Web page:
Event Operations Manual
Software for Club Treasurers

Why organize an event?

Cycling event

It usually takes a great deal of time and effort from many people to put on an event of importance and sometimes you might question, after many sleepless nights, whether it is all worth it.

It is probably easier to answer this question affirmatively if you have just organised a successful fundraising event. If an event turns a healthy profit, generally everyone involved goes home happy.

However most special events have the result that every dollar earned is every dollar spent. What then is the value of the special event? Why go to all the effort?

It's really a question of the legacy that events of importance leave. Often that legacy is very substantial although it cannot be easily quantified. In the long-term there is little doubt that events can greatly benefit the organisations that host them.

The legacy that special events leave includes:

Sometimes is not easy to make a decision on whether to bid for, and then organise, a major event. People will have differing views dependant often on how comfortable they are with the extent of work that is involved.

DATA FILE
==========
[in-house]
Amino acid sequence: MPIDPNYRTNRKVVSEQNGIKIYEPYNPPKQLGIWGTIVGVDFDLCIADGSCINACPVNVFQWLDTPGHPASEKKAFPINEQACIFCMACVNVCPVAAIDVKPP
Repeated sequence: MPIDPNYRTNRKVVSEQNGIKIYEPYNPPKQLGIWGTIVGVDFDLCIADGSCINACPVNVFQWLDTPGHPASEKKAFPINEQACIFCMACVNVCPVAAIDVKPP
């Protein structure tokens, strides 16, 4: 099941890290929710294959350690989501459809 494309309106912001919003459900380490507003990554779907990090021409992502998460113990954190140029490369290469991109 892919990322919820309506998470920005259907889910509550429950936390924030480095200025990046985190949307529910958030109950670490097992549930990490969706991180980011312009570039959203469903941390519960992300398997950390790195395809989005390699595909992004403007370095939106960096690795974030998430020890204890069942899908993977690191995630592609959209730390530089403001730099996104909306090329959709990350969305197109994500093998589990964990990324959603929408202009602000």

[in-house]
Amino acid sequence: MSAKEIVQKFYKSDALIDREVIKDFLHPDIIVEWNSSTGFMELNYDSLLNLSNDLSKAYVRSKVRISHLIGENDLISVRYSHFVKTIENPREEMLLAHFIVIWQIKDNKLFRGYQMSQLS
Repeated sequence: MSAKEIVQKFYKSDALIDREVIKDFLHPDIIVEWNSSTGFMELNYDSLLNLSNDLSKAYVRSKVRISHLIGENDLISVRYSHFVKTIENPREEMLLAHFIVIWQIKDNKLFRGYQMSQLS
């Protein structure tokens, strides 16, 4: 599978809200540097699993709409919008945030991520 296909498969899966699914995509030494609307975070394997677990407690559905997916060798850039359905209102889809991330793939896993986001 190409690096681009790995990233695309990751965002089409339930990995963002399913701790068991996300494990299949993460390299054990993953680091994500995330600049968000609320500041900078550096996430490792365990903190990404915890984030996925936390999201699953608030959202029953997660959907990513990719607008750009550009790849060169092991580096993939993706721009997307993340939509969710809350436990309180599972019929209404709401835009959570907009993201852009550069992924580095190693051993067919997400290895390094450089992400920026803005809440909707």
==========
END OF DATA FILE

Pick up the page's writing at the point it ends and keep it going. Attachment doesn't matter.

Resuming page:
Here is a checklist that you can take to your committee meeting that just might make the decision easier to make. The checklist is not exhaustive and you may think of some additional criteria. This document is in PDF format i.e you need Adobe Reader installed to view it.

Click on the image to download the Event Bid Analysis Checklist.

Event Bid Analysis Checklist


The organisation of events is a central task of all sport and recreation organisations. Special events are a catalyst for improvement in the organisation and they help the organisation to focus the efforts of individuals in the direction of medium and long-term goals. While they cause a greater work load, there is often a great legacy for the organisation.

However, it is foolish to go into the process of organising a major event without stopping to access the risks and whether the event will have a long-term benefit.

(see more about risks associated with events)


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